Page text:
Diversity seems to be alive and well in the types of companies seeking to go public.
So far this year, the market has been receptive to Canadian companies in the healthy food business (Freshii); in the expensive outerwear business (Canada Goose); in the gold exploration and development business (Superior); in the investment business (Fairfax Africa) and in the oil and gas exploration business (Persta Resources which listed in Hong Kong.) But the market hasn’t been receptive to issuers in the oil services business, with planned IPO offerings by Source Energy and STEP Energy being postponed.
Over the next few weeks, we will know whether investors, both here and in the U.S. decide to support a Vancouver-based biopharmaceutical company. The last Canadian biopharmaceutical IPO by a Canadian company onto a Canadian exchange was Imris Inc. which raised $40 million in a 2007 offering.
Monday, Zymeworks Inc. filed documents with Canadian and U.S. regulatory authorities for an initial public offering. Plans call for the shares to be listed on the NYSE and on the TSX. According to the registration statement filed with the Securities & Exchange Commission (the full document runs to 302 pages; three less than the Canadian prospectus) the company plans to raise a maximum of US$75 million.
And it would seem the bulk of the shares will be sold to U.S. investors. For starters, the company qualifies as an “emerging growth company” under the Jumpstart Our Business Startups Act, or the JOBS Act, that was signed by President Obama in 2012. That status brings certain benefits including exemptions from various requirements that are normally applicable to public companies in the United States.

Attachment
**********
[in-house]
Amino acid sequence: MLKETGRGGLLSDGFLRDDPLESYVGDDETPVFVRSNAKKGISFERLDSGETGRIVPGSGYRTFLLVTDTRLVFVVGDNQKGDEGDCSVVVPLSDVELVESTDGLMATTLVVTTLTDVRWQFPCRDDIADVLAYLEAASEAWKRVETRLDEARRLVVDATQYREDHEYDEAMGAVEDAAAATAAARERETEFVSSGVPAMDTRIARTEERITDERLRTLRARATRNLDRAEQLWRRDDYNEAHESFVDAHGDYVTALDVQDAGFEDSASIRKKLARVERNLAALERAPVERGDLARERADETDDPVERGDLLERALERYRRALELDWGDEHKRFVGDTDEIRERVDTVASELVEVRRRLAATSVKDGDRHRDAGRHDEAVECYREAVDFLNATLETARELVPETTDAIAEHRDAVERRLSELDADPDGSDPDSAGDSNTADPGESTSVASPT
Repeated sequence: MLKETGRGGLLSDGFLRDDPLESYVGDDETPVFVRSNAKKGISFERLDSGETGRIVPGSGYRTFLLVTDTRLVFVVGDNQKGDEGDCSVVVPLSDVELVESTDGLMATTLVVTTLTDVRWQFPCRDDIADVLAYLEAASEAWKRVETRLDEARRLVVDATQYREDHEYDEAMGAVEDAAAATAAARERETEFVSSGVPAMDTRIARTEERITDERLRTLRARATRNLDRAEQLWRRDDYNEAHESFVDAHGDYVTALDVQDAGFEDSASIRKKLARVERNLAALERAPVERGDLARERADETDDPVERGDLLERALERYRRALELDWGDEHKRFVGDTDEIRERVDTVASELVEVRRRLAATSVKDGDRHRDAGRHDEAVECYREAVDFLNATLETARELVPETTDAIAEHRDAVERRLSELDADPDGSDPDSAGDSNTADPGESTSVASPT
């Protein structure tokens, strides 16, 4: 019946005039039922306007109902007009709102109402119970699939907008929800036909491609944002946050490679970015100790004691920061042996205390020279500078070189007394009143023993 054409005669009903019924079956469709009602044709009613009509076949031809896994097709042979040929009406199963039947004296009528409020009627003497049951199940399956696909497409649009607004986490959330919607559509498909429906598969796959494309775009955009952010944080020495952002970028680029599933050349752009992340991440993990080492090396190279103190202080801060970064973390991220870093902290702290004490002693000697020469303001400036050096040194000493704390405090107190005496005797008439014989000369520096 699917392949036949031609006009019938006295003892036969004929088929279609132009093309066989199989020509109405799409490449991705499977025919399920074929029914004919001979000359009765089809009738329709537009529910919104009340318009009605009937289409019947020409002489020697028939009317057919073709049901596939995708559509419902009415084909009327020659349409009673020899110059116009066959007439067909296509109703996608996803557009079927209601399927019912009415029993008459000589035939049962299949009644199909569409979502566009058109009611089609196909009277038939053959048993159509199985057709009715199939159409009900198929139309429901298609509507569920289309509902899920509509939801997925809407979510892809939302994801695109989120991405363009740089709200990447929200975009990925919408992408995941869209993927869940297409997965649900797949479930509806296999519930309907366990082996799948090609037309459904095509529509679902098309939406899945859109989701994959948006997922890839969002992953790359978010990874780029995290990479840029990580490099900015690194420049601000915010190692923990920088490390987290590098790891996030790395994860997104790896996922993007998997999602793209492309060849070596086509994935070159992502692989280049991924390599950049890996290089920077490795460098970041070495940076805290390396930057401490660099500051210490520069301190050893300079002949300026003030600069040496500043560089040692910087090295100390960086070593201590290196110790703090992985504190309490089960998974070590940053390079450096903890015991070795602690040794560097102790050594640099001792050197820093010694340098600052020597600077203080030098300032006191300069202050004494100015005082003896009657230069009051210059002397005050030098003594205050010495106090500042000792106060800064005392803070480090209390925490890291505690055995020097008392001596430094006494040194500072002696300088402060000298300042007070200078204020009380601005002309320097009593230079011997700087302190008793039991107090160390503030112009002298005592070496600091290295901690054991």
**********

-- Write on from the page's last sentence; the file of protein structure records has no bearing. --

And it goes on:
A couple of other reasons are at work: the shares are set to be denominated in US$ and the underwriters are either U.S. firms or the U.S. firms of Canadian investment dealers. Three U.S. firms, Citigroup, Barclays and Wells Fargo Securities, carry the title of joint book-running managers, while Canaccord Genuity is a lead manager and Cormark Securities (USA) Ltd. is a co-manager.
Zymeworks defines itself as “a clinical-stage biopharmaceutical company dedicated to the discovery, development and commercialization of next-generation multifunctional biotherapeutics, initially focused on the treatment of cancer.”
The company, which has been around since 2003, operates under the trademark, Building Better Biologics. And it generates revenue: $11 million in the year ended Dec. 31 2016 — up from $9.66 million the previous year and $1.67 million the previous years.
Over those three years it has operated with larger losses. But it has been able to attract considerable support from outside shareholders, the largest of which is Eli Lily & Co., which has a 17.5 per cent stake. Montreal based CTI Life Sciences Fund is the next largest with a 14.6 per cent stake, while investment funds owned by Ian Ihanatowycz (the founder of Acuity Investment Management which was later sold to AGF Management) is listed as the third largest shareholder with an 8.5 per cent stake. U.S. based Celgene Alpine Investment Co. with a 6.1 per cent stake, is the only other shareholder with a stake of more than five per cent. As a group, the executive officers and directors have a 14.7 per cent interest.
None of the shareholders are planning to sell any of their holdings in the IPO. Instead all the proceeds will flow to the company, which plans to use part of the proceeds from the offering to fund the clinical development expenses for two of its “product candidates” — ZW25 and ZW33. The former is in “ongoing adaptive Phase 1 clinical trial,” while the latter is set for “planned Phase 1 clinical trial.”